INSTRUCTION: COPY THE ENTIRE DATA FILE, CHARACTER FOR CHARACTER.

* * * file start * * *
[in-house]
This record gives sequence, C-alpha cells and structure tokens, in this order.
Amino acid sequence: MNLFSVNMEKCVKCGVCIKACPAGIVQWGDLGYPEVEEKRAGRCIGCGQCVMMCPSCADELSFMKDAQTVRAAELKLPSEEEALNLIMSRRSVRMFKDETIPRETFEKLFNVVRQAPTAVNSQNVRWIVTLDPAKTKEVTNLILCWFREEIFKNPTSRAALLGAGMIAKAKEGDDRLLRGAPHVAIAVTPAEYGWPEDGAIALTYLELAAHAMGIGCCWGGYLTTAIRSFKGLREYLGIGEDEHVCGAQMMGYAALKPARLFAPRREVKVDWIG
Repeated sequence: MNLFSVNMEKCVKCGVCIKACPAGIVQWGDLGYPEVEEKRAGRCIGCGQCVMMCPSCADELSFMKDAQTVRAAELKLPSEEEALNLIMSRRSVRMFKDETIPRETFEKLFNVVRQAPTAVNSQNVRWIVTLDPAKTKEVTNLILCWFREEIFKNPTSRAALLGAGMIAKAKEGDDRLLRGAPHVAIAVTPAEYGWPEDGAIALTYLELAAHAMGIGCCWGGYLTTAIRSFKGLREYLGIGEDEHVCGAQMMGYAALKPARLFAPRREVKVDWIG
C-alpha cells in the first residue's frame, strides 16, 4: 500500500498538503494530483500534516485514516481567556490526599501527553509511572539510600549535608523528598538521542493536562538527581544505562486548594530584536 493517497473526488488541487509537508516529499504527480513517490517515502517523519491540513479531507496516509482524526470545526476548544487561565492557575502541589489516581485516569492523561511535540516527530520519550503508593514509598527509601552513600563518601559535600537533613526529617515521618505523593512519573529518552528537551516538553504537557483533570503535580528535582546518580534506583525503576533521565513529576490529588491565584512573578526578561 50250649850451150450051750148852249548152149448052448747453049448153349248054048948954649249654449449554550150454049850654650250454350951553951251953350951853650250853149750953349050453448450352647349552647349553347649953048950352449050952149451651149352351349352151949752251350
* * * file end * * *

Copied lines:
[in-house]
This record gives sequence, C-alpha cells and structure tokens, in this order.
Amino acid sequence: MNLFSVNMEKCVKCGVCIKACPAGIVQWGDLGYPEVEEKRAGRCIGCGQCVMMCPSCADELSFMKDAQTVRAAELKLPSEEEALNLIMSRRSVRMFKDETIPRETFEKLFNVVRQAPTAVNSQNVRWIVTLDPAKTKEVTNLILCWFREEIFKNPTSRAALLGAGMIAKAKEGDDRLLRGAPHVAIAVTPAEYGWPEDGAIALTYLELAAHAMGIGCCWGGYLTTAIRSFKGLREYLGIGEDEHVCGAQMMGYAALKPARLFAPRREVKVDWIG
Repeated sequence: MNLFSVNMEKCVKCGVCIKACPAGIVQWGDLGYPEVEEKRAGRCIGCGQCVMMCPSCADELSFMKDAQTVRAAELKLPSEEEALNLIMSRRSVRMFKDETIPRETFEKLFNVVRQAPTAVNSQNVRWIVTLDPAKTKEVTNLILCWFREEIFKNPTSRAALLGAGMIAKAKEGDDRLLRGAPHVAIAVTPAEYGWPEDGAIALTYLELAAHAMGIGCCWGGYLTTAIRSFKGLREYLGIGEDEHVCGAQMMGYAALKPARLFAPRREVKVDWIG
C-alpha cells in the first residue's frame, strides 16, 4: 500500500498538503494530483500534516485514516481567556490526599501527553509511572539510600549535608523528598538521542493536562538527581544505562486548594530584536 493517497473526488488541487509537508516529499504527480513517490517515502517523519491540513479531507496516509482524526470545526476548544487561565492557575502541589489516581485516569492523561511535540516527530520519550503508593514509598527509601552513600563518601559535600537533613526529617515521618505523593512519573529518552528537551516538553504537557483533570503535580528535582546518580534506583525503576533521565513529576490529588491565584512573578526578561 50250649850451150450051750148852249548152149448052448747453049448153349248054048948954649249654449449554550150454049850654650250454350951553951251953350951853650250853149750953349050453448450352647349552647349553347649953048950352449050952149451651149352351349352151949752251350